So I was left with very conflicting messages about her. I know mom reads EGW now, but I've never seen her read anything but the Conflict of the Ages series or Steps to Christ or some other "safe" literature.

    Whether I am a Millenial or not, my friend J who's a few years behind me is, and his ignorance about EGW and church history is just mind boggling. He lives in Ohio, and I'm not aware of Ohio being particularly liberal, but he says that even though he went to church schools, and only a few years behind when I did, he had no idea about a lot of stuff. "What do you mean the password is 1844? How could you possibly have guessed that if no one told you?" And I looked at him like... you said you grew up Adventist.

    I'm thinking his particular church and school were just very liberal, because no one else I've talked to within the range of 2-4 years younger than me had that experience.

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  5. I should find an Adventist teenager to talk to and ask them, but Michigan is, from what I've heard, the most conservative conference in the US, so I might get different answers than if I asked someone raised elsewhere. Also, I'm quite estranged from the SDA community at this point and don't have a non creepy way of FINDING an Adventist teenager. (It would have to be a teenager because I'd want someone at least 10 years younger than me and I'm still fairly young myself)

    I know the schools in MI are definitely more conservative than most parents, seeing as how I learned all this stuff at school but at home my parents let me have a lot more leeway. In fact, I used to think my family was flaming liberal, till I visited California, and then met my friend J from Ohio who REALLY grew up flaming liberal for an Adventist.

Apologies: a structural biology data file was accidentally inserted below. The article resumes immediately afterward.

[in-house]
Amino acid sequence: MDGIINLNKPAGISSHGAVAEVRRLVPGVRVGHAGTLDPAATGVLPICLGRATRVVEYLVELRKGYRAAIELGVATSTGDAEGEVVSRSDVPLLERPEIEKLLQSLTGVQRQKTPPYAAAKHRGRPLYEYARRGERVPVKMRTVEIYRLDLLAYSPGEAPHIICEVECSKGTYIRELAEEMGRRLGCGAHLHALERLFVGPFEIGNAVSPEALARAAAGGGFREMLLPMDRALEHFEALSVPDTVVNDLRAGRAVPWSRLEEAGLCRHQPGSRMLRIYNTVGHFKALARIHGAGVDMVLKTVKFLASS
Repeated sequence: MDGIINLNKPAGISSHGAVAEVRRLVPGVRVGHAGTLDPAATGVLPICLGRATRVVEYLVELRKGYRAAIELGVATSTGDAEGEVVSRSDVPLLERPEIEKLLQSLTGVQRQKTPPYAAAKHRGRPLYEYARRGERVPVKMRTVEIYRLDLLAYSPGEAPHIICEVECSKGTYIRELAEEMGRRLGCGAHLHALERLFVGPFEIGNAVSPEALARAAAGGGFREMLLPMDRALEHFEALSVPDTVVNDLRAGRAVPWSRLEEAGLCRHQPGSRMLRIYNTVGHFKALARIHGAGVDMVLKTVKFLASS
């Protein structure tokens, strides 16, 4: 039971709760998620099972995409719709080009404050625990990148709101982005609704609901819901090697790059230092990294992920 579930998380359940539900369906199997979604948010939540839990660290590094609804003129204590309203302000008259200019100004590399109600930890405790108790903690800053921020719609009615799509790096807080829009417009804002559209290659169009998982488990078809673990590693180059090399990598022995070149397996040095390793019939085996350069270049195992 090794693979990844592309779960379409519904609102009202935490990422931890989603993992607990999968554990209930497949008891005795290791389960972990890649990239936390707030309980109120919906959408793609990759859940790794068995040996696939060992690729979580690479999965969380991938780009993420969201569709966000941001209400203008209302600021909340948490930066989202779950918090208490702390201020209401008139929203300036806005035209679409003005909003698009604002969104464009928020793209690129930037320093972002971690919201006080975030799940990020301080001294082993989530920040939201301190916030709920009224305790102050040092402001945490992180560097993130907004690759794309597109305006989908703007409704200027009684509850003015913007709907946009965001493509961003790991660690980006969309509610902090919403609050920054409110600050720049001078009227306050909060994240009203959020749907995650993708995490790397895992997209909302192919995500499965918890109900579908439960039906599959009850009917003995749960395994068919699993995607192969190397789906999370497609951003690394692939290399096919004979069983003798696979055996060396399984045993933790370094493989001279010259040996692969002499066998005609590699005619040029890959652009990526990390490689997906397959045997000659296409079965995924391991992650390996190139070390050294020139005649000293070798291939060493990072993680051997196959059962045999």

I'm trying to think if my other SDA peers had more leeway from their parents than at school, but I didn't really have any friends until I went to Academy, and you don't get to observe peoples' home life there.

    Sorry to be writing small novels in your comments section, but this stuff is fascinating (and, honestly, I never was good at sticking to word limits anyway.)

    Oh, one more thing, Abby, I think you're right about the future of Adventism. This is just speculation, but I've been going through old copies of The Youth Instructor (I once visited a pastor and his wife who had hard bounded their copies from 1930 something to the last ever subscription, I was in HEAVEN!) and comparing them to current copies of the Review and Herald, the Michigan tidings, and occasionally youth magazines like Insight and Guide, but the latter 2 I can barely stand to read anymore.

    And the differences I see are astounding. That's a whole nother novel I'll get into if you want, but for now I just want to say that yes, one of the things I did notice is that the further you go along the time line, the more current the publications are, the more liberal they all get (among other things.) Articles written in the youth instructor back in 1970 something would be laughed at by the editors of today.

    I think we will see interesting things happen when we hit the year 2044. I read the 1944 anniversary edition of the Youth's instructor, and the attitude was somewhat "I can't believe we're still here after 100 years!" (though you kinda had to read between the lines to catch all that.)